Adding file encryption to file transfers: an imperfect approach

In some niche automation applications you might find yourself transferring files over TLS but still have a desire for a further layer of encryption of the file being transferred. Not so much as a strong confidentiality and integrity control, but for greater assurance. Not using PKC/certificates is also a prerequisite.

On Linux, one solution is GPG. Assuming we have one file on the sending system, the command required to automate the encryption of the file with a known passphrase would be:

$ gpg --yes --batch --passphrase=[secret] -c ${srcfile}

The output file is “${srcfile}.gpg”.

On the receiving system, the corresponding decrypt command would be:

$ gpg --yes --batch --passphrase=[secret] -d ${encfile} >
${decfile}

By default, GPG will use the AES128 cipher in version 2.1 and later, and CAST in earlier versions. You might seek to use a longer key length cipher, such as AES256. This is achieved by adding the following switch to each command:

… --cipher-algo AES256 …

Due to the number of rounds that AES will require for greater key sizes, AES 256 has a 40%+ performance penalty over AES 128, so you might find AES192 fits your requirements better.

Available ciphers depends on your implementation, and can be viewed using:

$ gpg --version

Some common ones under GPG include IDEA, 3DES, CAST5, BLOWFISH, AES, AES192, AES256, TWOFISH, CAMELLIA128, CAMELLIA192, CAMELLIA256. For large file encryption, it’s always worthwhile checking cipher performance at the outset. You might also glean some useful information from the OpenSSL speed test for your particular CPU:

$ openssl speed

The secret/passphrase is a symmetric key and ought to be as secure as possible, and given the application is M2M then transferring files using a high-strength key is a given. OpenSSL provides a suitable command to generate from a random source, for example, a 45 character base64 password:

# openssl rand -base64 45

There are some weighty drawbacks with this method. By default, passphrases passed in a command line on Linux will be viewable by other users in the system using “ps -ef” or by exploring the proc filesystem. They do not need superuser privileges to do that.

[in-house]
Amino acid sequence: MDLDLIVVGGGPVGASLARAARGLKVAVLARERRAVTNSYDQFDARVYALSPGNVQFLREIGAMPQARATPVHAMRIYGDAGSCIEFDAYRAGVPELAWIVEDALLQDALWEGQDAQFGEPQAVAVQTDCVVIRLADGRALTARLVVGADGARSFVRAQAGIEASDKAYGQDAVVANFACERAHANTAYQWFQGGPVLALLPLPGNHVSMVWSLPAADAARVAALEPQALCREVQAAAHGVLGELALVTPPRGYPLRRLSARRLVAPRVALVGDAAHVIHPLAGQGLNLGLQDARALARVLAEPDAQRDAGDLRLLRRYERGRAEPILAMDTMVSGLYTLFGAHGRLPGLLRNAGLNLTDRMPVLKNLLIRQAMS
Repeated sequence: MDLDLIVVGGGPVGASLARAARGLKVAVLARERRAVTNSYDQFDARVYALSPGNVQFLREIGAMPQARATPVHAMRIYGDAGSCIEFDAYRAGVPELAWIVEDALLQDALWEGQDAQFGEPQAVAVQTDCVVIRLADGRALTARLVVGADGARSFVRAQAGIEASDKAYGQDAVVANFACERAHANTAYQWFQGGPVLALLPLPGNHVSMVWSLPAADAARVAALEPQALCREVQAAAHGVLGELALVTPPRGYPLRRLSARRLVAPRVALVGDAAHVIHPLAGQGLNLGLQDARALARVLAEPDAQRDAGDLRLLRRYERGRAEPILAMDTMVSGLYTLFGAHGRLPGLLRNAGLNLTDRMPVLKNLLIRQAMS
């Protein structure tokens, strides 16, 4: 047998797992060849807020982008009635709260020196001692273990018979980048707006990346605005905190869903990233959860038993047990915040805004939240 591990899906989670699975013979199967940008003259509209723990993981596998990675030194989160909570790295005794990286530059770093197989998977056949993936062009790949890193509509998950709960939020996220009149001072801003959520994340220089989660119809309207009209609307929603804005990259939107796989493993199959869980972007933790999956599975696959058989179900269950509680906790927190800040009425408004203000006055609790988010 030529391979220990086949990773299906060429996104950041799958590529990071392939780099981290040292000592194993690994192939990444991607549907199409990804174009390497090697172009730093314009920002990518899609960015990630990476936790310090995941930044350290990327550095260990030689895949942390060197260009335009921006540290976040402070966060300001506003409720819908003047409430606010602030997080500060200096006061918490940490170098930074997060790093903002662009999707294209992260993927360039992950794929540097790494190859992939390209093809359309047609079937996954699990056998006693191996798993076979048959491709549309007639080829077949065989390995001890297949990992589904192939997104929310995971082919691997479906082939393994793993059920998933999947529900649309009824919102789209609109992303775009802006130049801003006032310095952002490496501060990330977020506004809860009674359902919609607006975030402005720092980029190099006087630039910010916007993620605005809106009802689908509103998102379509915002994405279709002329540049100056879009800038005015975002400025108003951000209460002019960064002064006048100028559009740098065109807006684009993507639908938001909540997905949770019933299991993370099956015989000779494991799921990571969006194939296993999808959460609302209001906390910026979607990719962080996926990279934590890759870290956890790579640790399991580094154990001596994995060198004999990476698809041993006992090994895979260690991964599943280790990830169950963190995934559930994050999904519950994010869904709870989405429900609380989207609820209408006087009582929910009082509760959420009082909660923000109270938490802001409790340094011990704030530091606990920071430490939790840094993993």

Whether data passed in this way will be suitable will boil down to the security governance of the M2M hosts sending and receiving data, and more generally the risk assessment. If they are not shared systems, it may be an acceptable with some minor additional controls (key change procedure, patch management plan, etc).

As the password is passed on the command line, this would be accessible to other users in the event either system is shared with untrusted users. Any test commands will also be deposited in the bash command line history and the passphrase will inevitably be referenced from, or stored in, a script. These are not unique to this approach: using asymmetric crypto will necessitate a private key that is equally as sensitive

A workaround to parameter visibility is to use standard input (STDIN) to input the passphrase into GPG as follows:

$ echo “[secret]” | gpg --yes --batch –passphrase-fd 0 -d ${encfile}
> ${decfile}

Even still, we are left with a script containing an embedded key. It will also not help if other users can read the script containing the passphrase, so it should be suitably secured:

$ chmod u+r+w+X,g-r-w-X,o-r-w-X [scriptname]

Finally, also ensure the locations used to write files as input and output to the process are also secured in the same way.

Passing the passphrase on the command line is not ideal and using a public key based solution and certificates with GPG is much more preferable. That brings its own issues, chief among them being the governance wrap needed around key and certificate management (particularly in enterprise environments).

Moreover, key expiry, particularly in M2M solutions, would be a significant risk to availability (think Siemens and O2).

When I get a few minutes I’ll write up the PKC-based equivalent for this post, stay tuned.

One thought on “Adding file encryption to file transfers: an imperfect approach”

Comments are closed.